When we took our "last" bus ride down the mountain when we left Panama in April, I cried the whole way to Panama City. For those who are searching for that "perfect" place...it's highly subjective and you have to poke around a bit to find your own "happy place". It may be EV, Boquete, Coronado or Santa Fe, where a lot of expats of heading now.
Panama: Single Expats??:
I know both rgpanama and Mark...love you both. Please stop fighting...when you fight it makes me wanna drink!
On second thought....
Seriously, love you both and I know if you ever got together, you would have a blast.
When we lived in Panama, we knew a lot if expats that had Magic Jack. It's like having a US number, so they could talk to their kids back "home". When we move to Belize, that will be our way of calling the states, rather than our Verizon global phones...we found out the hard way how expensive that can be.
Belize: Single lady moving to Belize:
Hi! While I am no expert on Belize, I can tell you that there are some wonderful expats in the Corozal area. We just got back from viewing our lot in the Orchid Bay settlement, and we met some awesome folks. Get on the Yahoo groups and search for Corozal women's forum...It's a good place to start. We aren't ready to retire yet, but it was reassuring to visit and meet so many like-minded people. Gives hubby and me even more reason to look forward to the time when we can retire to Belize.
Panama: How does one obtain a police record?:
So sorry to hear this! Where will you go....back to the States?
Panama: What would YOU have brought with you?:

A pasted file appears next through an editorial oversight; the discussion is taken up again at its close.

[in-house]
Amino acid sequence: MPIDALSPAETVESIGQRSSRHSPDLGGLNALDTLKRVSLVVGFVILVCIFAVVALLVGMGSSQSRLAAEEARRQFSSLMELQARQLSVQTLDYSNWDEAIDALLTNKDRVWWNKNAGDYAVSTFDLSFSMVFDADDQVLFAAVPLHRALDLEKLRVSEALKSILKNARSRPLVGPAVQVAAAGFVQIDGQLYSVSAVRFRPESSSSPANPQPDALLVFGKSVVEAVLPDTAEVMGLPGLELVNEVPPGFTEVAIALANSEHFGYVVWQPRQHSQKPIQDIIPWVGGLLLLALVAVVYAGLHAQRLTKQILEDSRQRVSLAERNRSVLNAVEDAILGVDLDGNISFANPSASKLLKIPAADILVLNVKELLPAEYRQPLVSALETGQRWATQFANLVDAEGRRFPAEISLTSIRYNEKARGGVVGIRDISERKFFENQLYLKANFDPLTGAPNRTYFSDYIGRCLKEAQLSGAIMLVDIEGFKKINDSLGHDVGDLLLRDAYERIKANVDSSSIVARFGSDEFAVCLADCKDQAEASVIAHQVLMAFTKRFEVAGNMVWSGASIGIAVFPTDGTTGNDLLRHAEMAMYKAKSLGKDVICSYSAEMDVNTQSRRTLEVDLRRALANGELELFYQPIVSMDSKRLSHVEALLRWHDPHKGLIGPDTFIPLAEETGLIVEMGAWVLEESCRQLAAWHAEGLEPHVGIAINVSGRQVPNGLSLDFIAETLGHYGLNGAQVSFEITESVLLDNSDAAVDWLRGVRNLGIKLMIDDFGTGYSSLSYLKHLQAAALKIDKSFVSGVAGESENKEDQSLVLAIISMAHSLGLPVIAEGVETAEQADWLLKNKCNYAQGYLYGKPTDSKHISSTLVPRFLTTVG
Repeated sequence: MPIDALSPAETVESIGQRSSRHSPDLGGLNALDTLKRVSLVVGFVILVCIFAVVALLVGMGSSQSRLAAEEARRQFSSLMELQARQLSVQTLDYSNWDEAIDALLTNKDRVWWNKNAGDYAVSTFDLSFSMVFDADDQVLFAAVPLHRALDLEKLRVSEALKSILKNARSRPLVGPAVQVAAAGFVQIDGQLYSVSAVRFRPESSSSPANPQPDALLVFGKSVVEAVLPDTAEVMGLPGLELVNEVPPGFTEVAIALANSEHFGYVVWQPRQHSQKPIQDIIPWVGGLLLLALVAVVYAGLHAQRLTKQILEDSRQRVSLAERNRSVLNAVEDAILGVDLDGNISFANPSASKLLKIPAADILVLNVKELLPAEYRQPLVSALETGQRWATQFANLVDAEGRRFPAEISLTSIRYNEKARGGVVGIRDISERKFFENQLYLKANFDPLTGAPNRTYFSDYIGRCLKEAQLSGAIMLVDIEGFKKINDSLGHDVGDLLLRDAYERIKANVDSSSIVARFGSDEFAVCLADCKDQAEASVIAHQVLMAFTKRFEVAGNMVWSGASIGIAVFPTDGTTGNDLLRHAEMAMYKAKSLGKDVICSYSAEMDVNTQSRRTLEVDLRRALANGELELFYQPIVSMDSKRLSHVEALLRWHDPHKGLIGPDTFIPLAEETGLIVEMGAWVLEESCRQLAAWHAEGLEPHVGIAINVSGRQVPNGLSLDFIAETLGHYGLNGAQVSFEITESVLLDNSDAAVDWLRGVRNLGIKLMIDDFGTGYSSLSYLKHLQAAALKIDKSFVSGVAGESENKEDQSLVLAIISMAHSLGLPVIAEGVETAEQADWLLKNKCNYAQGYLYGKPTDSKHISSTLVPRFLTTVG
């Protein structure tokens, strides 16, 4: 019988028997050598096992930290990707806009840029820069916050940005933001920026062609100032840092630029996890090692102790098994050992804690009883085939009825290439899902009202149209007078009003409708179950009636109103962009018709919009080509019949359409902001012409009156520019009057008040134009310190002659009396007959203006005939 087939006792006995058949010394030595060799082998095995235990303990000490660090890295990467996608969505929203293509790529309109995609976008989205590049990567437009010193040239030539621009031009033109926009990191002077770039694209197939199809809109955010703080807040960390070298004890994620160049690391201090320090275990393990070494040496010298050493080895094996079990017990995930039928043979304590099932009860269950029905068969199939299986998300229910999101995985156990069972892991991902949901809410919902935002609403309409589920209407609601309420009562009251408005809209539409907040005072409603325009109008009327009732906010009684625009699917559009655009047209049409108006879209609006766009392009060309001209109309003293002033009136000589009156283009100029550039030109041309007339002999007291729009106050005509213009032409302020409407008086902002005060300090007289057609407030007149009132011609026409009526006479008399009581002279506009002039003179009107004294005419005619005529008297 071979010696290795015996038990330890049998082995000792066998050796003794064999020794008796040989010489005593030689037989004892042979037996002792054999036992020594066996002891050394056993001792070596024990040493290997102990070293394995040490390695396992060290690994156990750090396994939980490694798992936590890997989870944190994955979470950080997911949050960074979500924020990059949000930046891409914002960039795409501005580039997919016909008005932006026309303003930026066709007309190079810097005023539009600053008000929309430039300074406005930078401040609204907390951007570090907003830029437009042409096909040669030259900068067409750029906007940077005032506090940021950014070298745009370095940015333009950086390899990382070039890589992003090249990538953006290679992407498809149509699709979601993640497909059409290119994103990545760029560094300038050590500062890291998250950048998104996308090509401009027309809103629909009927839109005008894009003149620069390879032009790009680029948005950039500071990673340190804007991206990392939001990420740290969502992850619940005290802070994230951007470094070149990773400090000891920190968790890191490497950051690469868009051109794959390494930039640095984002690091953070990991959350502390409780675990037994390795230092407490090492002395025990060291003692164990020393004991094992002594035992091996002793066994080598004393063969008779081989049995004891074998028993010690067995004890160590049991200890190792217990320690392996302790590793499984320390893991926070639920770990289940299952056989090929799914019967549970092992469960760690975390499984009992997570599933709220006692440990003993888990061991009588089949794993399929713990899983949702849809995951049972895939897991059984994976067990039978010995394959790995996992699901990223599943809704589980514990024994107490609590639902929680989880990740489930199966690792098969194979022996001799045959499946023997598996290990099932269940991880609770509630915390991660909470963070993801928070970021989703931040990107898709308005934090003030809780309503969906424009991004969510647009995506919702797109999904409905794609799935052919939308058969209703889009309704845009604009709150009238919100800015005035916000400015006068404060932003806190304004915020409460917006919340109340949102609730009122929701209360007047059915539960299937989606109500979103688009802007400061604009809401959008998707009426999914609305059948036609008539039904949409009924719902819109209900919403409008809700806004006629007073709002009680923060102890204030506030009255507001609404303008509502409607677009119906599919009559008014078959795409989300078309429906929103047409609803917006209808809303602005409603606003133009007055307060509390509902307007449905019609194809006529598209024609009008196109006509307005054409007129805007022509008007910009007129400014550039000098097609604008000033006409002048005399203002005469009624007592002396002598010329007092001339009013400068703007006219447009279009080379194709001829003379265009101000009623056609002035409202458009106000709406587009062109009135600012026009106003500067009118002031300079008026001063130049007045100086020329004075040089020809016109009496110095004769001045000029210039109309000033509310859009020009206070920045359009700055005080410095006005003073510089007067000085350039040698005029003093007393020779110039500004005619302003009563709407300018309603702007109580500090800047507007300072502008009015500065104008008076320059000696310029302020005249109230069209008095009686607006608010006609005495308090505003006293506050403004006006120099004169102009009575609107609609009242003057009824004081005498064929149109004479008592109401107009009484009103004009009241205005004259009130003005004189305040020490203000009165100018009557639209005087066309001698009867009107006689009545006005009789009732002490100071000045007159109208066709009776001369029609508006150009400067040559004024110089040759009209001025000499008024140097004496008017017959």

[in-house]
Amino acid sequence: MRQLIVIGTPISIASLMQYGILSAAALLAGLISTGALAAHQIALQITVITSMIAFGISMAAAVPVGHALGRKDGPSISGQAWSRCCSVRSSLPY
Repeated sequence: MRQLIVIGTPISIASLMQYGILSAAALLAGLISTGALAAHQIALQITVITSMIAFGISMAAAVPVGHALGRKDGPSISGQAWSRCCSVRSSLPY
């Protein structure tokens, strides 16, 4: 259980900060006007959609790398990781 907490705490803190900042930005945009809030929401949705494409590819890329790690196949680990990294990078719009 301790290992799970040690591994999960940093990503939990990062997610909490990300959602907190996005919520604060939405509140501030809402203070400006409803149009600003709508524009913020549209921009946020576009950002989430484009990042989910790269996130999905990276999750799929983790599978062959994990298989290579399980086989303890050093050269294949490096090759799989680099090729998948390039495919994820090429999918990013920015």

I would be thinking about those little "can't live without" items that you take for granted are available in the states. For me, this was facial toner! Yes, you can get it, but it's expensive ($7 in the drug store in Coronado, but no generic "Walmart" brand). If there is a special brand of food, cosmetic, motor oil, etc that you like, jump on this site and ask if that item is available in Panama.
Tom and I are back in the states currently, but when we come back to Panama, we are going to be sure to bring a meat tenderizing hammer (could not find one in El Valle, Coronado or Penonome...probably can find it in PC but not taking chances cuz that Panamanian beef can be tough). We are told that good tube socks are hard to come by (Mark, look for them soon -- sending to Deb's mailbox), and NO Twinkies in Panama (no Hostess cakes sold there, but Bimbo cakes are).
Yes --you can get Hellman's mayonnaise!! In case that's a concern as it was for me.
At the last minute, we decided to buy a used net book for about $100, and this saved my life because my laptop crashed during the trip and I needed a back while it was in the shop being repaired.
One very essential thing, if you haven't gotten one yet...Magic Jack (and I think you want the "Deluxe" or whatever the best one is called). It gives you a US number so you can call the kids back home and not pay a fortune.
The idea is that the thing that may be ubiquitous back at home, might be unavailable in Panama, so if you are pretty much packed and ready to go, start drilling down to see what little things you can't live without.
By the way, Tom and I are in AZ where we are doing contract work, and we are still joyfully living out of the same 5 suitcases that we brought to Panama. If you are going to move around a lot from town to town, bring as little as possible, and even then you will probably give some of it away after you say to yourselves, "why they heck did we bring this"? So...also be thinking about what NOT to bring. You will not need as many clothes as you think, and whatever you need as far as clothing, you can get it at the many malls in PC. We gave a bunch of clothes away to the lady at the market in El Valle who sells clothes and she was perplexed but grateful. Some of the dang things still had the tags on them.
Have a GREAT trip!
Panama: Panama vs. Nicaragua: